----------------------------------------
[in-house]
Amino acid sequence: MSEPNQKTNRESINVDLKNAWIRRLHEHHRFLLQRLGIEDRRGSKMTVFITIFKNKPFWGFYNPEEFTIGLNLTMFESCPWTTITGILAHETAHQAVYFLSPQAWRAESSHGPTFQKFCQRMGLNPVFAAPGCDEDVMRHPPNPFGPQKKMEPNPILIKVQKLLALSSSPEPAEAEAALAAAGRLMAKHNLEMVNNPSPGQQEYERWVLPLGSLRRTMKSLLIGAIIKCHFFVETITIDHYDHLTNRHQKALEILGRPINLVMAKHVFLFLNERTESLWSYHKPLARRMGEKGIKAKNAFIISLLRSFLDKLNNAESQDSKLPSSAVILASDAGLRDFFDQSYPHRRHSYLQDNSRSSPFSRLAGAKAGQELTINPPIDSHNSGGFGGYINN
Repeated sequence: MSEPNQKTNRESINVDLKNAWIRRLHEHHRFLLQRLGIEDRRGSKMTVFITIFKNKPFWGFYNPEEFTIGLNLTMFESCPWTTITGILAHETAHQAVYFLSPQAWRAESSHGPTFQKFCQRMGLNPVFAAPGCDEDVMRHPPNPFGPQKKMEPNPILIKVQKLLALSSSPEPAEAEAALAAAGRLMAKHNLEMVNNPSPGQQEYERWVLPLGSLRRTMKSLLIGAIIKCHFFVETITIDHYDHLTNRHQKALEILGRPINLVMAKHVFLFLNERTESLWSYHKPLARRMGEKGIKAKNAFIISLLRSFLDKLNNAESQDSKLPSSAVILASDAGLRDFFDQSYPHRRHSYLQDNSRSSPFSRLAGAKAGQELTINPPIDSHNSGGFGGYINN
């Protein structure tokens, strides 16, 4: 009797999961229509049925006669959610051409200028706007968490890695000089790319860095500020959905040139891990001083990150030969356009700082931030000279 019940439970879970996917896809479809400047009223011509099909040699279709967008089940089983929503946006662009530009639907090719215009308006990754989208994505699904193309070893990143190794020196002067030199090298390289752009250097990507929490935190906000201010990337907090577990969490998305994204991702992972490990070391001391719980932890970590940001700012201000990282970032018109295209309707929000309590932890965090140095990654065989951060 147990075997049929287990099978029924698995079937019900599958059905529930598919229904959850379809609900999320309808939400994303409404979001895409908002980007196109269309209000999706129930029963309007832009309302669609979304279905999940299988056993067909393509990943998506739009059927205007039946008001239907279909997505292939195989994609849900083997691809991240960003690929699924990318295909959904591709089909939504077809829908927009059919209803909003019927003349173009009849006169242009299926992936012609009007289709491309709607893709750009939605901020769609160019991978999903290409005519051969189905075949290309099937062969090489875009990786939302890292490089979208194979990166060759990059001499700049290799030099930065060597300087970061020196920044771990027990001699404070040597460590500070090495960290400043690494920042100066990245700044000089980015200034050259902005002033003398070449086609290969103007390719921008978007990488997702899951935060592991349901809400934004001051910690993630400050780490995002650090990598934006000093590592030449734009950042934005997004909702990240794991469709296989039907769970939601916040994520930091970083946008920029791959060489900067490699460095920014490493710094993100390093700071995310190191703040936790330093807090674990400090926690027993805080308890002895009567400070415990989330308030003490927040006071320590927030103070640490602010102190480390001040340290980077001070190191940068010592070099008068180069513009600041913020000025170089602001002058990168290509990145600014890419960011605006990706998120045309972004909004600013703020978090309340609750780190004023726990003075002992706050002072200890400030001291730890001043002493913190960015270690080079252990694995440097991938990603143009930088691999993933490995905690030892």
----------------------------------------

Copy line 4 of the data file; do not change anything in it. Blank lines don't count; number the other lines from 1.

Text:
């Protein structure tokens, strides 16, 4: 009797999961229509049925006669959610051409200028706007968490890695000089790319860095500020959905040139891990001083990150030969356009700082931030000279 019940439970879970996917896809479809400047009223011509099909040699279709967008089940089983929503946006662009530009639907090719215009308006990754989208994505699904193309070893990143190794020196002067030199090298390289752009250097990507929490935190906000201010990337907090577990969490998305994204991702992972490990070391001391719980932890970590940001700012201000990282970032018109295209309707929000309590932890965090140095990654065989951060 147990075997049929287990099978029924698995079937019900599958059905529930598919229904959850379809609900999320309808939400994303409404979001895409908002980007196109269309209000999706129930029963309007832009309302669609979304279905999940299988056993067909393509990943998506739009059927205007039946008001239907279909997505292939195989994609849900083997691809991240960003690929699924990318295909959904591709089909939504077809829908927009059919209803909003019927003349173009009849006169242009299926992936012609009007289709491309709607893709750009939605901020769609160019991978999903290409005519051969189905075949290309099937062969090489875009990786939302890292490089979208194979990166060759990059001499700049290799030099930065060597300087970061020196920044771990027990001699404070040597460590500070090495960290400043690494920042100066990245700044000089980015200034050259902005002033003398070449086609290969103007390719921008978007990488997702899951935060592991349901809400934004001051910690993630400050780490995002650090990598934006000093590592030449734009950042934005997004909702990240794991469709296989039907769970939601916040994520930091970083946008920029791959060489900067490699460095920014490493710094993100390093700071995310190191703040936790330093807090674990400090926690027993805080308890002895009567400070415990989330308030003490927040006071320590927030103070640490602010102190480390001040340290980077001070190191940068010592070099008068180069513009600041913020000025170089602001002058990168290509990145600014890419960011605006990706998120045309972004909004600013703020978090309340609750780190004023726990003075002992706050002072200890400030001291730890001043002493913190960015270690080079252990694995440097991938990603143009930088691999993933490995905690030892």